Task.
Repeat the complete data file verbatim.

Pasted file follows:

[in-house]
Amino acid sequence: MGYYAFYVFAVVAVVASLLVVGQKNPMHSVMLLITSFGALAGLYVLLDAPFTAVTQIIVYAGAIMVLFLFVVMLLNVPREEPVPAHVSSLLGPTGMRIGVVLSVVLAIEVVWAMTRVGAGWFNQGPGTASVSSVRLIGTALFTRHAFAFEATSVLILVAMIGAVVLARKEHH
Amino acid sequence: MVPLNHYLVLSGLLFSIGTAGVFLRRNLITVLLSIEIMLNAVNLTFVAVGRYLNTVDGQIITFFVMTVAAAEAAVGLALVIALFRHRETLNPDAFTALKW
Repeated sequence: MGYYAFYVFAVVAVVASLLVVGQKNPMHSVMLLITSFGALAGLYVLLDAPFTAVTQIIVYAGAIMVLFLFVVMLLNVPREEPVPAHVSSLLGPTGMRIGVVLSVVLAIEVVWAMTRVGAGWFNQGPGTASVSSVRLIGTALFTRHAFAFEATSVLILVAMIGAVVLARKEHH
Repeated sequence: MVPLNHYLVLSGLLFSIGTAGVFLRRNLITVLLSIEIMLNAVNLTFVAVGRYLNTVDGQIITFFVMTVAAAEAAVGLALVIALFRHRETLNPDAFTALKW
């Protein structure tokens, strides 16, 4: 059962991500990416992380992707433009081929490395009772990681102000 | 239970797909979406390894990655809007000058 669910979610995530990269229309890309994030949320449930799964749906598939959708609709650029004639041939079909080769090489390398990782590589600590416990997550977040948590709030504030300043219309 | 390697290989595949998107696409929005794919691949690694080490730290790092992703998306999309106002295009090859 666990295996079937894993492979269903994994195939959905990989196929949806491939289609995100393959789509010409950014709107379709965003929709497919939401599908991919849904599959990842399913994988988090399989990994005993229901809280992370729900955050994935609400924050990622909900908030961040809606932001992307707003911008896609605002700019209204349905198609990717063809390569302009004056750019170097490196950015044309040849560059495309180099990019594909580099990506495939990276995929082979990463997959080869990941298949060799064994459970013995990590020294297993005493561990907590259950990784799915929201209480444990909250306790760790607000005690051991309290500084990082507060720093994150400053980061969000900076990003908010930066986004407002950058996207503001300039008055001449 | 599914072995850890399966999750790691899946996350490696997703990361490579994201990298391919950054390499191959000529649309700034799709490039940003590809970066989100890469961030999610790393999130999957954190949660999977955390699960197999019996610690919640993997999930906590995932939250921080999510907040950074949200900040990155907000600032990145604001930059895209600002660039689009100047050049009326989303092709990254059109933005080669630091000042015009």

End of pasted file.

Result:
[in-house]
Amino acid sequence: MGYYAFYVFAVVAVVASLLVVGQKNPMHSVMLLITSFGALAGLYVLLDAPFTAVTQIIVYAGAIMVLFLFVVMLLNVPREEPVPAHVSSLLGPTGMRIGVVLSVVLAIEVVWAMTRVGAGWFNQGPGTASVSSVRLIGTALFTRHAFAFEATSVLILVAMIGAVVLARKEHH
Amino acid sequence: MVPLNHYLVLSGLLFSIGTAGVFLRRNLITVLLSIEIMLNAVNLTFVAVGRYLNTVDGQIITFFVMTVAAAEAAVGLALVIALFRHRETLNPDAFTALKW
Repeated sequence: MGYYAFYVFAVVAVVASLLVVGQKNPMHSVMLLITSFGALAGLYVLLDAPFTAVTQIIVYAGAIMVLFLFVVMLLNVPREEPVPAHVSSLLGPTGMRIGVVLSVVLAIEVVWAMTRVGAGWFNQGPGTASVSSVRLIGTALFTRHAFAFEATSVLILVAMIGAVVLARKEHH
Repeated sequence: MVPLNHYLVLSGLLFSIGTAGVFLRRNLITVLLSIEIMLNAVNLTFVAVGRYLNTVDGQIITFFVMTVAAAEAAVGLALVIALFRHRETLNPDAFTALKW
């Protein structure tokens, strides 16, 4: 059962991500990416992380992707433009081929490395009772990681102000 | 239970797909979406390894990655809007000058 669910979610995530990269229309890309994030949320449930799964749906598939959708609709650029004639041939079909080769090489390398990782590589600590416990997550977040948590709030504030300043219309 | 390697290989595949998107696409929005794919691949690694080490730290790092992703998306999309106002295009090859 666990295996079937894993492979269903994994195939959905990989196929949806491939289609995100393959789509010409950014709107379709965003929709497919939401599908991919849904599959990842399913994988988090399989990994005993229901809280992370729900955050994935609400924050990622909900908030961040809606932001992307707003911008896609605002700019209204349905198609990717063809390569302009004056750019170097490196950015044309040849560059495309180099990019594909580099990506495939990276995929082979990463997959080869990941298949060799064994459970013995990590020294297993005493561990907590259950990784799915929201209480444990909250306790760790607000005690051991309290500084990082507060720093994150400053980061969000900076990003908010930066986004407002950058996207503001300039008055001449 | 599914072995850890399966999750790691899946996350490696997703990361490579994201990298391919950054390499191959000529649309700034799709490039940003590809970066989100890469961030999610790393999130999957954190949660999977955390699960197999019996610690919640993997999930906590995932939250921080999510907040950074949200900040990155907000600032990145604001930059895209600002660039689009100047050049009326989303092709990254059109933005080669630091000042015009």